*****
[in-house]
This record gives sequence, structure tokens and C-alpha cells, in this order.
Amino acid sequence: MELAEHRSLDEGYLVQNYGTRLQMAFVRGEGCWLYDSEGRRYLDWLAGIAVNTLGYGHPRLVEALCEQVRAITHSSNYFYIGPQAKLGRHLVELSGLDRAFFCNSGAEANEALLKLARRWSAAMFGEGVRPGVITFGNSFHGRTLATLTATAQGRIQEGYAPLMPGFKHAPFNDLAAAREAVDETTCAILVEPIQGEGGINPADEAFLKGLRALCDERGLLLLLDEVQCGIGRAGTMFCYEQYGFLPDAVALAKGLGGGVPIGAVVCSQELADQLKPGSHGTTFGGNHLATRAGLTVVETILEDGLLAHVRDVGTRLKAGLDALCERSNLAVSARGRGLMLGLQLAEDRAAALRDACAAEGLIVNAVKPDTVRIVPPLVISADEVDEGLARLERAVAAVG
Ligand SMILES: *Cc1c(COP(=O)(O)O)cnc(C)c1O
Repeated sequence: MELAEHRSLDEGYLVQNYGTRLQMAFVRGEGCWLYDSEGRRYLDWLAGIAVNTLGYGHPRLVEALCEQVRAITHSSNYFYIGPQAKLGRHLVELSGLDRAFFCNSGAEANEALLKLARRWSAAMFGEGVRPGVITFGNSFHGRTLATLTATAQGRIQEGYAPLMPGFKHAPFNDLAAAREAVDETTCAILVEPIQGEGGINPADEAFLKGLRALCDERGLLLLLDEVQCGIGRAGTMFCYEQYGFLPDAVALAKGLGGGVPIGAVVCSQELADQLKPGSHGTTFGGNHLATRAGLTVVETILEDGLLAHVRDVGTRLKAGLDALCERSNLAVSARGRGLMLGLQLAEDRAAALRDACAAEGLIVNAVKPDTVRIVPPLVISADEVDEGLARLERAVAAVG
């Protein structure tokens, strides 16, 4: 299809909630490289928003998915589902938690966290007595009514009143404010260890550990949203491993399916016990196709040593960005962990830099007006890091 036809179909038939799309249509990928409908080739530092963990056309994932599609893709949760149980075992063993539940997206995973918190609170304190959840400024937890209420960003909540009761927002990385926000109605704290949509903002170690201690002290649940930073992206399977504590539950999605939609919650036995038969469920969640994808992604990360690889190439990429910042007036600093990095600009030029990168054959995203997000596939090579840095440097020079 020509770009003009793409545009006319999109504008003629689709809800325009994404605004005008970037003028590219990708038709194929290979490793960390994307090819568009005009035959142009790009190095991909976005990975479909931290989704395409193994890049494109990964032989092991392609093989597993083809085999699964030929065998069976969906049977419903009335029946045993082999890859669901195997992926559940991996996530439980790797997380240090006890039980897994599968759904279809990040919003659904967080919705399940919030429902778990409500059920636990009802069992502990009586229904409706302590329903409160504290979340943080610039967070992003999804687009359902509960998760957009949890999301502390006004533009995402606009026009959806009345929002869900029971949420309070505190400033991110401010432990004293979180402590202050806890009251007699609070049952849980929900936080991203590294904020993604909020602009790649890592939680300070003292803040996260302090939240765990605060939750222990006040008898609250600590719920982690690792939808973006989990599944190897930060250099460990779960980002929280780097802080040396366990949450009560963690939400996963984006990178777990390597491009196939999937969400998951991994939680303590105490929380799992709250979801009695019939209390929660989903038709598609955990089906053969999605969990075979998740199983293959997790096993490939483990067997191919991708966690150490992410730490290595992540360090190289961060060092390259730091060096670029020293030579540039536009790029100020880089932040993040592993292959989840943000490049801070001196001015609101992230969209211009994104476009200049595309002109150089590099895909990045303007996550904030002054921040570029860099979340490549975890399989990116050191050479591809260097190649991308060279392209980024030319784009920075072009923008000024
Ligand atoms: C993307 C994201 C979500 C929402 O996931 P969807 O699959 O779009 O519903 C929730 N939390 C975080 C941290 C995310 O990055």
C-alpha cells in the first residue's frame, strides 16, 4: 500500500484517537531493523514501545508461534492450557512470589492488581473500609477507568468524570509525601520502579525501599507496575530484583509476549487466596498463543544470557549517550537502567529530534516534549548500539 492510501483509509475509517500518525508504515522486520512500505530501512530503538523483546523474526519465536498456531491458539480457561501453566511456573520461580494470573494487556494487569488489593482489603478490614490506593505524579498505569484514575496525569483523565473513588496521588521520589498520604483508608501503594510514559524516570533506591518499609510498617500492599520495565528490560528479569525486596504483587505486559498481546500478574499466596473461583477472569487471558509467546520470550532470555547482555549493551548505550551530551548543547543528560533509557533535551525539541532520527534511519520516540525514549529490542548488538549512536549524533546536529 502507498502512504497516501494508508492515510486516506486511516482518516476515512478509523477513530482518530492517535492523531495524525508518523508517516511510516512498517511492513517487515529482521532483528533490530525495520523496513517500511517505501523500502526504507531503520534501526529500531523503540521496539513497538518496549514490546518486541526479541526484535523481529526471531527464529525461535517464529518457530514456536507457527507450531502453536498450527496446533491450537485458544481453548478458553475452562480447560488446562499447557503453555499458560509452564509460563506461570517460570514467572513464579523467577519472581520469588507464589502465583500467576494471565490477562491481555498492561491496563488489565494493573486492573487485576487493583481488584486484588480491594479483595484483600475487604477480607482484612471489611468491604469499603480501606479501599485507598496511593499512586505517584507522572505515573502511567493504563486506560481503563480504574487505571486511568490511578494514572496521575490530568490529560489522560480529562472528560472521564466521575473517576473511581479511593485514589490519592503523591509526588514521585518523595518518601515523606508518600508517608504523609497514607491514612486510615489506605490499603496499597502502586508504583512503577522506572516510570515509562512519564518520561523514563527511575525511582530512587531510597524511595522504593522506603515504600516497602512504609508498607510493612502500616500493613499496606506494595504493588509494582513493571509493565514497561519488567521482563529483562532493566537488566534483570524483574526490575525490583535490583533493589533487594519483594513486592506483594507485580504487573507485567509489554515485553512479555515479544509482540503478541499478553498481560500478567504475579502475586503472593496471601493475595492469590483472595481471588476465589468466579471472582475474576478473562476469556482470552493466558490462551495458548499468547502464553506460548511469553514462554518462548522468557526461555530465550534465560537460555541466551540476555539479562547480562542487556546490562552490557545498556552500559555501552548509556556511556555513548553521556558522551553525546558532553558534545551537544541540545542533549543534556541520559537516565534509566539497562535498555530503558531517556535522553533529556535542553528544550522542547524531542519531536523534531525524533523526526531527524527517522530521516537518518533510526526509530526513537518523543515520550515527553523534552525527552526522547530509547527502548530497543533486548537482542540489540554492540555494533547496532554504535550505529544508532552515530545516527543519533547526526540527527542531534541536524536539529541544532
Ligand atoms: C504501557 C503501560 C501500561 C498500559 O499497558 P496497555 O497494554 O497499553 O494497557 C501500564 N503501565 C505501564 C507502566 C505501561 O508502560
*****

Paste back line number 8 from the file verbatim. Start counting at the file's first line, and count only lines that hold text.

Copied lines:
C-alpha cells in the first residue's frame, strides 16, 4: 500500500484517537531493523514501545508461534492450557512470589492488581473500609477507568468524570509525601520502579525501599507496575530484583509476549487466596498463543544470557549517550537502567529530534516534549548500539 492510501483509509475509517500518525508504515522486520512500505530501512530503538523483546523474526519465536498456531491458539480457561501453566511456573520461580494470573494487556494487569488489593482489603478490614490506593505524579498505569484514575496525569483523565473513588496521588521520589498520604483508608501503594510514559524516570533506591518499609510498617500492599520495565528490560528479569525486596504483587505486559498481546500478574499466596473461583477472569487471558509467546520470550532470555547482555549493551548505550551530551548543547543528560533509557533535551525539541532520527534511519520516540525514549529490542548488538549512536549524533546536529 502507498502512504497516501494508508492515510486516506486511516482518516476515512478509523477513530482518530492517535492523531495524525508518523508517516511510516512498517511492513517487515529482521532483528533490530525495520523496513517500511517505501523500502526504507531503520534501526529500531523503540521496539513497538518496549514490546518486541526479541526484535523481529526471531527464529525461535517464529518457530514456536507457527507450531502453536498450527496446533491450537485458544481453548478458553475452562480447560488446562499447557503453555499458560509452564509460563506461570517460570514467572513464579523467577519472581520469588507464589502465583500467576494471565490477562491481555498492561491496563488489565494493573486492573487485576487493583481488584486484588480491594479483595484483600475487604477480607482484612471489611468491604469499603480501606479501599485507598496511593499512586505517584507522572505515573502511567493504563486506560481503563480504574487505571486511568490511578494514572496521575490530568490529560489522560480529562472528560472521564466521575473517576473511581479511593485514589490519592503523591509526588514521585518523595518518601515523606508518600508517608504523609497514607491514612486510615489506605490499603496499597502502586508504583512503577522506572516510570515509562512519564518520561523514563527511575525511582530512587531510597524511595522504593522506603515504600516497602512504609508498607510493612502500616500493613499496606506494595504493588509494582513493571509493565514497561519488567521482563529483562532493566537488566534483570524483574526490575525490583535490583533493589533487594519483594513486592506483594507485580504487573507485567509489554515485553512479555515479544509482540503478541499478553498481560500478567504475579502475586503472593496471601493475595492469590483472595481471588476465589468466579471472582475474576478473562476469556482470552493466558490462551495458548499468547502464553506460548511469553514462554518462548522468557526461555530465550534465560537460555541466551540476555539479562547480562542487556546490562552490557545498556552500559555501552548509556556511556555513548553521556558522551553525546558532553558534545551537544541540545542533549543534556541520559537516565534509566539497562535498555530503558531517556535522553533529556535542553528544550522542547524531542519531536523534531525524533523526526531527524527517522530521516537518518533510526526509530526513537518523543515520550515527553523534552525527552526522547530509547527502548530497543533486548537482542540489540554492540555494533547496532554504535550505529544508532552515530545516527543519533547526526540527527542531534541536524536539529541544532